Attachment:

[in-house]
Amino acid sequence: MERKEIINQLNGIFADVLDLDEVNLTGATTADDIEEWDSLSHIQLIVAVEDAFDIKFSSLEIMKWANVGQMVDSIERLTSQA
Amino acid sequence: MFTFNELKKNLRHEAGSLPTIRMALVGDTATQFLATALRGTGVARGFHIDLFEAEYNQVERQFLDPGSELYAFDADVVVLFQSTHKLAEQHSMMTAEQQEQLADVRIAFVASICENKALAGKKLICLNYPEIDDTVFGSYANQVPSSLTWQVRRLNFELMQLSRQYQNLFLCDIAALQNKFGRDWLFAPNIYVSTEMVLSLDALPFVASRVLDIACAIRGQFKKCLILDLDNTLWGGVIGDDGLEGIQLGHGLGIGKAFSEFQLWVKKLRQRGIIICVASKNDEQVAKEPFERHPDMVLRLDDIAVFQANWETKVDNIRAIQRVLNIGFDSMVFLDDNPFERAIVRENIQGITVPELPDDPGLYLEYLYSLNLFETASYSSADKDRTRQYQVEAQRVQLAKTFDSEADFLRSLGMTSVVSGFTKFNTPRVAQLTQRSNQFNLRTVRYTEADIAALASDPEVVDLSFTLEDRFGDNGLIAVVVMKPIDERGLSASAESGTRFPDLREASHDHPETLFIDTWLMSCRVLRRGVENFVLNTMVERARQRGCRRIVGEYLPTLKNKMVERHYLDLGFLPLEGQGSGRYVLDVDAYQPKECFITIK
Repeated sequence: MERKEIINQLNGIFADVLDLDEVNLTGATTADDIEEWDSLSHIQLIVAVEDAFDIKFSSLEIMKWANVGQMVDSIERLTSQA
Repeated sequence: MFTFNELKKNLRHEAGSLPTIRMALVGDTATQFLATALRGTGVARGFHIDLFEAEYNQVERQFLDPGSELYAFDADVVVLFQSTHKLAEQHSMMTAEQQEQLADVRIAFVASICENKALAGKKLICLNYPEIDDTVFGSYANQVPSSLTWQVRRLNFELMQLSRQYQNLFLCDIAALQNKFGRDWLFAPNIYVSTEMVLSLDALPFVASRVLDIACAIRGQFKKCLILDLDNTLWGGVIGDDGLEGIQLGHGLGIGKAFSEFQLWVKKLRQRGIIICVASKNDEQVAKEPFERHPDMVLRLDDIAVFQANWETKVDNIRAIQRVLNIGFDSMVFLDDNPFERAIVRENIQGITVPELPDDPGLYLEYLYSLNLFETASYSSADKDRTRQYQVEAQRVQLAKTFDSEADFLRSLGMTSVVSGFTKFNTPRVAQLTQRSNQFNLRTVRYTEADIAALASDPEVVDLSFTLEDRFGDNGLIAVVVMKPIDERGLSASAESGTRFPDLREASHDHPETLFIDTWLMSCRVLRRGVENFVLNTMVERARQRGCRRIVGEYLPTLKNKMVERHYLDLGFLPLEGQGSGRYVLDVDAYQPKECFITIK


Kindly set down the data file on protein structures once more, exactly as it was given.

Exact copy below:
[in-house]
Amino acid sequence: MERKEIINQLNGIFADVLDLDEVNLTGATTADDIEEWDSLSHIQLIVAVEDAFDIKFSSLEIMKWANVGQMVDSIERLTSQA
Amino acid sequence: MFTFNELKKNLRHEAGSLPTIRMALVGDTATQFLATALRGTGVARGFHIDLFEAEYNQVERQFLDPGSELYAFDADVVVLFQSTHKLAEQHSMMTAEQQEQLADVRIAFVASICENKALAGKKLICLNYPEIDDTVFGSYANQVPSSLTWQVRRLNFELMQLSRQYQNLFLCDIAALQNKFGRDWLFAPNIYVSTEMVLSLDALPFVASRVLDIACAIRGQFKKCLILDLDNTLWGGVIGDDGLEGIQLGHGLGIGKAFSEFQLWVKKLRQRGIIICVASKNDEQVAKEPFERHPDMVLRLDDIAVFQANWETKVDNIRAIQRVLNIGFDSMVFLDDNPFERAIVRENIQGITVPELPDDPGLYLEYLYSLNLFETASYSSADKDRTRQYQVEAQRVQLAKTFDSEADFLRSLGMTSVVSGFTKFNTPRVAQLTQRSNQFNLRTVRYTEADIAALASDPEVVDLSFTLEDRFGDNGLIAVVVMKPIDERGLSASAESGTRFPDLREASHDHPETLFIDTWLMSCRVLRRGVENFVLNTMVERARQRGCRRIVGEYLPTLKNKMVERHYLDLGFLPLEGQGSGRYVLDVDAYQPKECFITIK
Repeated sequence: MERKEIINQLNGIFADVLDLDEVNLTGATTADDIEEWDSLSHIQLIVAVEDAFDIKFSSLEIMKWANVGQMVDSIERLTSQA
Repeated sequence: MFTFNELKKNLRHEAGSLPTIRMALVGDTATQFLATALRGTGVARGFHIDLFEAEYNQVERQFLDPGSELYAFDADVVVLFQSTHKLAEQHSMMTAEQQEQLADVRIAFVASICENKALAGKKLICLNYPEIDDTVFGSYANQVPSSLTWQVRRLNFELMQLSRQYQNLFLCDIAALQNKFGRDWLFAPNIYVSTEMVLSLDALPFVASRVLDIACAIRGQFKKCLILDLDNTLWGGVIGDDGLEGIQLGHGLGIGKAFSEFQLWVKKLRQRGIIICVASKNDEQVAKEPFERHPDMVLRLDDIAVFQANWETKVDNIRAIQRVLNIGFDSMVFLDDNPFERAIVRENIQGITVPELPDDPGLYLEYLYSLNLFETASYSSADKDRTRQYQVEAQRVQLAKTFDSEADFLRSLGMTSVVSGFTKFNTPRVAQLTQRSNQFNLRTVRYTEADIAALASDPEVVDLSFTLEDRFGDNGLIAVVVMKPIDERGLSASAESGTRFPDLREASHDHPETLFIDTWLMSCRVLRRGVENFVLNTMVERARQRGCRRIVGEYLPTLKNKMVERHYLDLGFLPLEGQGSGRYVLDVDAYQPKECFITIK